Things 3 and MS Outlook 2016 Workflow

Things 3 and MS Outlook 2016 Workflow
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My Workflow with Things 3 and MS Outlook 2016

Upon Opening Outlook

  • Executive 4 D’s in this order:
    • Delete - I sort by sender and delete any junk or spam as well as anything I know I don’t need to read.
    • Defer - I send any tasks that will take me longer than a few minutes directly to Things 3. I update the subject line with the name of the requestor, a descriptive title, and a due date.
    • Delegate - Pretty straightforward. Although I do always edit the subject line with: Attention Needed: Name of Requestor | Description of Ask | Due Date if any.
    • DO - I re-sort by received date and look for anything coming from VIP’s (a short list) that I can respond to or complete within a few minutes.
  • I created a couple of shortcuts in Outlook to help speed this process up:
    • CTRL + SHIFT + 1 - Forwards to Things 3
    • CTRL + SHIFT + 2 - Moves the email to an “In Process” folder in my Outlook Inbox. I only have to folders under my inbox: 1) In Process; and 2) Archive.
    • CTRL + SHIFT + 3 - Moves the email from In Process to Archive once I’ve completed the task.

Following this workflow for the past week has allowed me to maintain inbox zero, have a more accurate account of what’s on my plate (how many actions I have in my Things 3 inbox) and help me better prioritize my Most Important Tasks by controlling what I put into my Things 3 Today queue.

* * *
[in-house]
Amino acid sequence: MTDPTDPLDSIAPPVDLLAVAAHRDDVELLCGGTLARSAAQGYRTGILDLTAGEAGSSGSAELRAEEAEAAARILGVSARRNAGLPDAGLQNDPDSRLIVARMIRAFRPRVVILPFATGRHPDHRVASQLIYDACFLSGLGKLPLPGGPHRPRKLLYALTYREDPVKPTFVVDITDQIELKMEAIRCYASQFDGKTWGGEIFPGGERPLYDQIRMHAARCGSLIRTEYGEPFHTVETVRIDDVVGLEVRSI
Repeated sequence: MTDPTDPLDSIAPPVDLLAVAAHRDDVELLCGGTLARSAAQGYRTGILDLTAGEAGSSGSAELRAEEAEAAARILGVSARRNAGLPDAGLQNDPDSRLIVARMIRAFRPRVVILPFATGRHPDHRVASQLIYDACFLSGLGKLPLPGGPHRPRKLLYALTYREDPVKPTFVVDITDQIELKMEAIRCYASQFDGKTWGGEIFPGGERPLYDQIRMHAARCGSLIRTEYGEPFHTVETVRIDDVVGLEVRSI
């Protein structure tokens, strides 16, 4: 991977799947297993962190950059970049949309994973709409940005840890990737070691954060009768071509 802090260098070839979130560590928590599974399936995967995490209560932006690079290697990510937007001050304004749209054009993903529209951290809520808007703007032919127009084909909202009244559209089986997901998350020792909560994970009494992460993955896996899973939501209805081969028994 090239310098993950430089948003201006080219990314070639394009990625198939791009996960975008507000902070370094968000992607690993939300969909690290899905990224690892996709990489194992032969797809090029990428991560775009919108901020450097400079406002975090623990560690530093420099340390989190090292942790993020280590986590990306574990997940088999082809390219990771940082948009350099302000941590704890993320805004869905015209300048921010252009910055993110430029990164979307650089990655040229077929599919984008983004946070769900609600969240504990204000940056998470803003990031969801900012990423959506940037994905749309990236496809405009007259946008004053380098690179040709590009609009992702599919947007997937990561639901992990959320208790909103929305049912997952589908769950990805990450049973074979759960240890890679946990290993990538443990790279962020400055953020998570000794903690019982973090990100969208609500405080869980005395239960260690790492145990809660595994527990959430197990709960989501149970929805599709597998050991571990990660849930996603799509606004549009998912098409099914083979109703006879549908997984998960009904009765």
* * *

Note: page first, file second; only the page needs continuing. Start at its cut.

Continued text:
4 Likes

That’s a great model to follow. Remembering to assign the 4 D’s so that we don’t lose track of what we should be doing.

Are you using Keyboard Maestro or System Preferences > Keyboard settings to create shortcut keys?

I’m still struggling with inbox zero myself but having a well thought-out process sure helps!

This workflow is done on two laptops - My work laptop, an IBM T50 running Windows 10; and my personal 2015/16 Macbook Air. The shortcuts I created in MS Outlook are on my work computer and they are just the Quick Steps (e.g., CTRL + Shift _ 1, 2, or 3). I haven’t tried Keyboard Maestro. Most of my productivity work is in Windows 10. I use my Macbook Air mainly for task management (Things 3), research (DevonThink), writing (whatever I feel like using for that day), and entertainment. One productivity software I’m dying to try is Text Expander. However, it would only make sense to install/use on my work laptop and my IT department won’t let us use it. So I’m stuck creating .oft email templates or hacking the signatures to create auto-responder emails.

Thanks for sharing your workflow @davidcmorris. I know there are lots of us who are or have committed to macOS/iOS based systems, but need to use Windows for some purpose in our lives. This is helpful!

I think this is an excellent reminder for MITs – make decisions up front about what’s in your system and choosing the important work gets a lot easier.